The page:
GeekSpeak for 2008-03-22

Bridging the Digital Divide in Guatemala

Computers in the US are thrown away at an alarming rate while, in developing countries, there are not enough computers to go around. [Next Step Recycling|http://www.nextsteprecycling.org/] in Oregon is helping to change that by shipping containers full of usable computers to Guatemala where [Partners in Solidarity|http://www.partnersinsolidarity.com/] use sustainable methods to install them in schools. Reusing computers to help bridge the digital divide, on this episode of GeekSpeak.

Satellite TV - Not HD

DirectTV and Dish Network just got FCC approval to broadcast lower quality TV signals until 2013. I guess they can’t handle the bandwidth.

So, copper is important after all.

Apple in talks on free iTunes, paper says

SFGate writes that Apple Inc. is reportedly in talks to offer free access to its iTunes music library to customers who pay extra for an iPod or iPhone.

Silent, microchip-sized "fan" has no moving parts

The [NSF|National Science Foundation] introduces a “silent, microchip-sized ‘fan’ [that] has no moving parts, yet produces enough wind to cool a laptop.” Read more about it from [Thorrn Micro Technologies|http://www.thorrn.com/technology.html], the company behind this effort, and [watch the video|http://gizmodo.com/369860/video-rsd5-solid-state-fan-in-action] of this tiny fan in action.

They Told You Not To Reply

Brian Krebs’ writes in his “Security Fix” blog, "When businesses want to communicate with their customers via e-mail, many send messages with a bogus return address, e.g. ‘somethinghere@donotreply.com.’ The practice is meant to communicate to recipients that any replies will go unread.

“But when those messages are sent to an inactive e-mail address or the recipient ignores the instruction and replies anyway, the missives don’t just disappear into the digital ether.”


! More on the Topic

‘Partner in Solidarity’ is an NGO based in Quetzaltenango, Guatemala which works brings computers and technical education to the area’s rural schools and NGO’s. In the Guatemalan Department (State) of Quetzaltenango there are approximately 750,000 people. According to the Ministry of Education, less then 1% of the Department’s public schools have computer labs, a fact which is especially evident in the rural, mostly indigenous areas. Further, computer literacy is a pre-requisite for university study in Guatemala, as well as being a gateway to employment opportunities throughout the region. ‘Partners in Solidarity,’ along with its partners ‘Next Step Recycling’ and ‘INEPAS,’ seeks to ‘Bridge the Digital Divide’ so to speak and help provide access to technology and technological education to the students of these schools.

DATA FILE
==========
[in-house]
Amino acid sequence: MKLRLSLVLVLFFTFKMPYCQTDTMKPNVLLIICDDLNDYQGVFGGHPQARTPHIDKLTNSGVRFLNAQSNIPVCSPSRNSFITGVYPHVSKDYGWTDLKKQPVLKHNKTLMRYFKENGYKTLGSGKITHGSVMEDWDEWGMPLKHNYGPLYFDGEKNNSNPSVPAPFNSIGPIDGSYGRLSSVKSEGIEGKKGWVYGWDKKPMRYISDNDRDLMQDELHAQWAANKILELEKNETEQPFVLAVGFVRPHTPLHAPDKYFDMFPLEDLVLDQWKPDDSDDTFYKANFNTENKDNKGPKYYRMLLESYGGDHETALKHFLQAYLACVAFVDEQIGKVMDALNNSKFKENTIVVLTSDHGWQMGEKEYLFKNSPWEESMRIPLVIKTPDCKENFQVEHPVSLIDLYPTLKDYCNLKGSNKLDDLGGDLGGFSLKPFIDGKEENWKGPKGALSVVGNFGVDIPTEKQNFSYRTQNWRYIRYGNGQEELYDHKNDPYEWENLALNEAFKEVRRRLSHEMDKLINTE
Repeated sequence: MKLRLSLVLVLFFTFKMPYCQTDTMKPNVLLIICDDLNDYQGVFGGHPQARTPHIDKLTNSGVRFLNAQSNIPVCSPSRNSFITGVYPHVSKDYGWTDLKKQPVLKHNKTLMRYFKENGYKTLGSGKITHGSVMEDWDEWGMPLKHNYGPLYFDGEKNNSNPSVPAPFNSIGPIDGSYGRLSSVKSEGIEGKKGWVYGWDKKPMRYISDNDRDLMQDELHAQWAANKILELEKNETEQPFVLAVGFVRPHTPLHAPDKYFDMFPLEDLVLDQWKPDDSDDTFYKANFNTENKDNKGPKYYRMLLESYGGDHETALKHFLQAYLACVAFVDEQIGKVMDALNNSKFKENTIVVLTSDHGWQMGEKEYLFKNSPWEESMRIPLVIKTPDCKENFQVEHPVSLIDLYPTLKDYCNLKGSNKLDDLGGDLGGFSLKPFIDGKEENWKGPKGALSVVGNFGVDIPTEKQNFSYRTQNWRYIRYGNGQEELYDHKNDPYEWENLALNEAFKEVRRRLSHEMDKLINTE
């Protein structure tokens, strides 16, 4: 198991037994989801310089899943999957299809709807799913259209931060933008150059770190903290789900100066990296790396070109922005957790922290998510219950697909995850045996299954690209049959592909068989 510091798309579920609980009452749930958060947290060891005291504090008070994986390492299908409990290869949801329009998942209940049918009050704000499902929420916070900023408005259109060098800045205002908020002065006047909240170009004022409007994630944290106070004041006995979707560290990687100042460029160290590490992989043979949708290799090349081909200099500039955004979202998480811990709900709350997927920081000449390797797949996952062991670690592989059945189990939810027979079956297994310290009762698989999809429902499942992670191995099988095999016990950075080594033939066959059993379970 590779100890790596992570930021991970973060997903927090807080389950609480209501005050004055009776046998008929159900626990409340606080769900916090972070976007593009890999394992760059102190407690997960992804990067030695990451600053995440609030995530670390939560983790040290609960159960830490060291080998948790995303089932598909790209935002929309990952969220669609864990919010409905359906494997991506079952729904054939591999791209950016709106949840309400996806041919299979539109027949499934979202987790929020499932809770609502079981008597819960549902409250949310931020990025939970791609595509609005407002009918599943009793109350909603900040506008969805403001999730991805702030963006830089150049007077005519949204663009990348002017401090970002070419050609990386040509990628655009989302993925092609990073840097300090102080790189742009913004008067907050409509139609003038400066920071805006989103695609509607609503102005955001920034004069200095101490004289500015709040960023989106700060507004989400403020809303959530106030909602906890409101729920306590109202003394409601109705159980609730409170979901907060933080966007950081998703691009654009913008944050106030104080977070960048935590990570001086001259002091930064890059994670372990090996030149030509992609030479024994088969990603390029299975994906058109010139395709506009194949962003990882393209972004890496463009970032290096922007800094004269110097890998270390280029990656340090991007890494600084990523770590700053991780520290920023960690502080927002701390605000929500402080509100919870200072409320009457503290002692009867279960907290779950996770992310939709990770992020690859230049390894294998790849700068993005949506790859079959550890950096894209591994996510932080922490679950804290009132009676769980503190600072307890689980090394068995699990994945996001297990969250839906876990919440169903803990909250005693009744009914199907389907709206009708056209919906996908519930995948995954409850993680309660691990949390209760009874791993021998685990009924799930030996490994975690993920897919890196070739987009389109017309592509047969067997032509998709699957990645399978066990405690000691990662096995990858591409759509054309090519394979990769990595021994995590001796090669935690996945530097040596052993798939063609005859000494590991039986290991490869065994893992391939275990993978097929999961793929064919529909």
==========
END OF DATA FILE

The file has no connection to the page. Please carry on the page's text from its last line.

NextStep Recycling is a non-profit computer refurbishing and recycling organization. They are dedicated to providing refurbished computer equipment to schools, non-profit organizations, and economically and/or physically disadvantaged individuals. In addition, they serve the community and the environment by recycling obsolete/non-repairable donated electronic equipment. They are able to provide computers to the public by refurbishing used computer equipment for which businesses, corporations, and individual donors no longer have a use.

When the computers arrive in Guatemala, by way of container ship, they have already been loaded with Microsoft Windows, as well as Open Source software such as OpenOffice and GIMP. Partners in Solidarity volunteers load Spanish language educational software, as well as software which teaches the language and culture of the local indigenous Mayan population, Quiche. This software is developed by another local NGO, Enlace Quiche.

In this show, hear Matthew Rutman, founder of ‘Partners in Solidariy,’ Lorraine Kerwood, Founder and Executive Director of ‘Next Step Recycling,’ and Josh Weiss, a current ‘Partners’ volunteer and former KUSP Training & Production Coordinator.

To get involved as a volunteer for Partners in Solidarity, write an email to Matthew, his email is at yahoo.com and is psolidarity.